Everything came through this tunnel, some of it on the back of a motorcycle that burnt up precious oxygen for those on foot, and we carried on walking bent double for three miles. At the end of the tunnel they pulled us out into a warscape that was akin to one of Dante’s inner circles of hell.
As I looked around I could see the still smoldering skeletal remains of buildings, and it was all lit by the pale light of a full moon. We were driven at breakneck speed through a barrage of RPGs – that’s rocket propelled grenades – and heavy machine gun fire until we arrived drained and exhausted at the media centre.
The media centre was the source of all information coming out of Syria during the revolution. But the reality was, it was a three-story building. Inside there were twenty young Syrians, wrapped in blankets against the cold, all murmuring into Skype. The only light was the pale blue glow off their laptop screens.
Seven – The widow’s basement
While we were in Homs, we’d heard talk that there was a basement where all the women and the children who’d lost husbands and fathers were sheltered. It was one of the few shelters in Homs and it was known as The Widow’s Basement. The camera always affects people’s reactions when you pull one out, so I got Marie to go down first, and I sat at the top of the stairs with a long lens taking shots.
This picture captures exactly what Marie and I saw. This is the true face of the victims of war. This was our story. This was the core of the onion. Inside the basement one woman had given birth, but due to malnutrition she couldn’t breastfeed, so the baby was being fed on a mixture of sugar and water.
While Marie interviewed the tragic victims, I wandered round taking shots of the elderly, the children, and the dying. Wale our beloved translator, he heard of the death of one of his friends during one of Marie’s interviews, which was absolutely heartbreaking. But Marie shone. This is why we did what we did. These were the people who had the least control over their destiny in any war situation.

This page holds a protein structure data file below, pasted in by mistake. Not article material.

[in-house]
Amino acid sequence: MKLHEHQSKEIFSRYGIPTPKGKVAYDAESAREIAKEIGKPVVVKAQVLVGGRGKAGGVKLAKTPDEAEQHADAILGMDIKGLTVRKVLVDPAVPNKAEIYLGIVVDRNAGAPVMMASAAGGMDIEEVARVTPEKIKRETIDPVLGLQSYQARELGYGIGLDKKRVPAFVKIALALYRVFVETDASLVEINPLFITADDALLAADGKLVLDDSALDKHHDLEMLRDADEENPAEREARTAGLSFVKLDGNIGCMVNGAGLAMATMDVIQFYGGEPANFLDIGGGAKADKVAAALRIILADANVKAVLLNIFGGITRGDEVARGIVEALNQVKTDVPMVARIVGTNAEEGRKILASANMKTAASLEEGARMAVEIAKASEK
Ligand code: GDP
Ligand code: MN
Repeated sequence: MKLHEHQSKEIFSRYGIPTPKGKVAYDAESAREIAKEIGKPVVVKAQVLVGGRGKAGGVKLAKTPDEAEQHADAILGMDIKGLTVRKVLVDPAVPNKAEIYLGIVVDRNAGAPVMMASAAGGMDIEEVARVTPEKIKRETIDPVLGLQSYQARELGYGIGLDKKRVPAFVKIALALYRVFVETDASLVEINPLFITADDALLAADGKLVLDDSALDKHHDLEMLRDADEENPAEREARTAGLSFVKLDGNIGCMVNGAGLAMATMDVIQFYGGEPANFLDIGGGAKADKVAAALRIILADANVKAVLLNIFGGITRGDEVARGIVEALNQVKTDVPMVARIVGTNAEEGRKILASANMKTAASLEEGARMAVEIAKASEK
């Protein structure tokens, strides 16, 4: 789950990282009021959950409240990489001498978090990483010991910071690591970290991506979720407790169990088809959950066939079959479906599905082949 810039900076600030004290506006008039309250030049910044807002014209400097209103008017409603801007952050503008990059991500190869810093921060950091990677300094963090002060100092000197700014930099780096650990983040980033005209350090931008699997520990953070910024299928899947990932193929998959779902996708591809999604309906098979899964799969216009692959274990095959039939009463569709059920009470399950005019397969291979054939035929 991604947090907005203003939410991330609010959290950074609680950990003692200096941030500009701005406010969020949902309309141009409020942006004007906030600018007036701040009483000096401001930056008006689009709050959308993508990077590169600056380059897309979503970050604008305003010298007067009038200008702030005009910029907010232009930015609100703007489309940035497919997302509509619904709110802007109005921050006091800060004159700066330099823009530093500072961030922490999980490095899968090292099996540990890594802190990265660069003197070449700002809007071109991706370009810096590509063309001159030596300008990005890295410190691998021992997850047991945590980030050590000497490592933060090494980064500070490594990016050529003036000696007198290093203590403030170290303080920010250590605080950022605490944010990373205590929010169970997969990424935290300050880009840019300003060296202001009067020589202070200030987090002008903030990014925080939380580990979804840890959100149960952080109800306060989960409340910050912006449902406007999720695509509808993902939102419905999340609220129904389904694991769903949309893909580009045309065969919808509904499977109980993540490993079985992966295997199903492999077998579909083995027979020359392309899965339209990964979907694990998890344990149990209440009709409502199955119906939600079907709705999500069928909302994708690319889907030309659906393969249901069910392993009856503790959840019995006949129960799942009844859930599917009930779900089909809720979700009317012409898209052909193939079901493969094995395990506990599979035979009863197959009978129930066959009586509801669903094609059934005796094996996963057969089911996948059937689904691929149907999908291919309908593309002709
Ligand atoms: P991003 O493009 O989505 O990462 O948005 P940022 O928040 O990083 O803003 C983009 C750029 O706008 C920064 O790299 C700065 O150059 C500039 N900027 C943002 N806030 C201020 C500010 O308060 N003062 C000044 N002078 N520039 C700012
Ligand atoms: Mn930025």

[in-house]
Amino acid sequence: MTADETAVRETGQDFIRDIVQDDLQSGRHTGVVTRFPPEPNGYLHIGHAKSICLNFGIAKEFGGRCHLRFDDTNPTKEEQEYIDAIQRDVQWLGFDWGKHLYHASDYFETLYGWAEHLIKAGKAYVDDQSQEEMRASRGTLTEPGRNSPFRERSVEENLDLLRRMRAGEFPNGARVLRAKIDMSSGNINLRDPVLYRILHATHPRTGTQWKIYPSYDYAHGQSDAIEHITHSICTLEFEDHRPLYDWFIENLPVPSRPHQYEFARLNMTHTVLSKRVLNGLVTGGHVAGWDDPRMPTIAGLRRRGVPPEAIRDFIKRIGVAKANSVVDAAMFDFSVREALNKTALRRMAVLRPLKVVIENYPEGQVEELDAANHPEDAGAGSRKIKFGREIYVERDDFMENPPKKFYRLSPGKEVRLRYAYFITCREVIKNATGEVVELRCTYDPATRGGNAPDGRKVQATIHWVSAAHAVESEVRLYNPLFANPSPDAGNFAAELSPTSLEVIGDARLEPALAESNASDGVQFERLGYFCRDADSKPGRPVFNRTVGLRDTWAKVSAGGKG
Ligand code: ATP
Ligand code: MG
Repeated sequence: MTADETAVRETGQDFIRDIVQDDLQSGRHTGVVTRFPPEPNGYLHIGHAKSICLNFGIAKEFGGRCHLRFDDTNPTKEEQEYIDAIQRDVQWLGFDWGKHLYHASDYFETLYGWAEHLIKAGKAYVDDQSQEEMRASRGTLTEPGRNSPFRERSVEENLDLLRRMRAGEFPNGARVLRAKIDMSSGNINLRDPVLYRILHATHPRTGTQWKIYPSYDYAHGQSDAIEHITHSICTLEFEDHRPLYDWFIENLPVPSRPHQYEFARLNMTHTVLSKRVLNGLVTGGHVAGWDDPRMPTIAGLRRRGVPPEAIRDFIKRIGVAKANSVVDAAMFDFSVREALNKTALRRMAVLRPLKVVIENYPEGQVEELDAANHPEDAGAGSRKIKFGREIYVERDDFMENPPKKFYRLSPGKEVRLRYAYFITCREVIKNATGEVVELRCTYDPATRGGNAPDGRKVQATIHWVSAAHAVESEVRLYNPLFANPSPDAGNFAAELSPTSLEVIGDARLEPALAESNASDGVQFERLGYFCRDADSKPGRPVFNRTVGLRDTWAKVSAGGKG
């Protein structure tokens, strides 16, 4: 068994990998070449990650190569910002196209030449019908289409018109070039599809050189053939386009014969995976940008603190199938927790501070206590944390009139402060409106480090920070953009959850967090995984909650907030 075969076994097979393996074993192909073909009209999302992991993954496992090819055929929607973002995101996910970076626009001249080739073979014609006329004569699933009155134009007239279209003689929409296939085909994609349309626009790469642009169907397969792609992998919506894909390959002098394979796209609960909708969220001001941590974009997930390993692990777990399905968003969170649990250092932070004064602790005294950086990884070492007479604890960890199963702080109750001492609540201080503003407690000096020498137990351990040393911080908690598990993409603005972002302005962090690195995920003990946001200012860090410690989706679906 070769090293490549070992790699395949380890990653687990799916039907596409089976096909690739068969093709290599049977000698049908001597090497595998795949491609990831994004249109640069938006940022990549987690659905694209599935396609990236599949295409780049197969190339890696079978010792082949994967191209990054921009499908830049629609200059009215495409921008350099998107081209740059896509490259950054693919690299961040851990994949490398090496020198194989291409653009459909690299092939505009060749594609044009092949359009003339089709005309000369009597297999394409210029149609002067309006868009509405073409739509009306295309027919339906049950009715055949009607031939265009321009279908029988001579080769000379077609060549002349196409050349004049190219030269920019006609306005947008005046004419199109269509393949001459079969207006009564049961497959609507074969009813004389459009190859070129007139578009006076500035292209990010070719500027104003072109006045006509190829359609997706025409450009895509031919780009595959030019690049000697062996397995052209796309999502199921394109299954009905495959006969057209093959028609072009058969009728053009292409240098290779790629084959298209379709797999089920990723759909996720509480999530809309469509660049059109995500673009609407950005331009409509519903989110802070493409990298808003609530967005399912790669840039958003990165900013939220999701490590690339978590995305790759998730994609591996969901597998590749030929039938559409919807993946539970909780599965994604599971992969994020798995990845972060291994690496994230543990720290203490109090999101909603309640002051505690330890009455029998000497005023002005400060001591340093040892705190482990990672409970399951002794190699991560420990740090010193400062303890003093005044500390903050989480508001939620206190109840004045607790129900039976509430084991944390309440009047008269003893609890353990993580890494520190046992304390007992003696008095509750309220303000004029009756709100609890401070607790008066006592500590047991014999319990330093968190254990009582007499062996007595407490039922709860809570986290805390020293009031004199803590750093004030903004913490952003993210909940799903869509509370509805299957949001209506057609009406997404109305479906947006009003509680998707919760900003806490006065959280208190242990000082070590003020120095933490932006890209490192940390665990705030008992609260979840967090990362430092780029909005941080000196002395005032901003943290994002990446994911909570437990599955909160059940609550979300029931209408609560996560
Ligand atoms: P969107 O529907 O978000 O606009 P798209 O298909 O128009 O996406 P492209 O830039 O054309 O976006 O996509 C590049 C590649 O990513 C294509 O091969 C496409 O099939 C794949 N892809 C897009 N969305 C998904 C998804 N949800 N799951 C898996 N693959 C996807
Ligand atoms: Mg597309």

Eight – The field clinic
After the widow’s basement we ran to the field clinic. It was the run of death. Explosions ripped up the tarmac behind us as Assad’s gunners fired round after round of rocket and artillery fire. We arrived at the basement, ears ringing, nerves shredded, and they dragged us into the doorway.
We were greeted by Dr. Mohammed and a scene of absolute carnage. The dead and the dying filled up every gurney, every bed. The floor was awash with blood, and the medical staff dragged and stacked bodies anywhere they could find the space. They worked with first aid kits. There were no CT scanners or x-ray machines, just bandages and plasters of Paris. It was actually one of the worst places I’d been in any war zone.
Nine – Death and injury
On the 21st of February, both Marie and I agreed we weren’t going to get out alive, so we should do stories on BBC, CNN and Channel 4. Marie told the heartbreaking story of a young toddler who died of shrapnel wounds to the stomach, and the images went out to the world.
About midnight, not long after the interview, it was about midnight, there was a knock at the door, and I was like, “Who the hell is that?” We opened the door and there was three French journalists, Edith Bouvier, William Daniels and Remi Ochlik, and they’d just come in through the tunnel.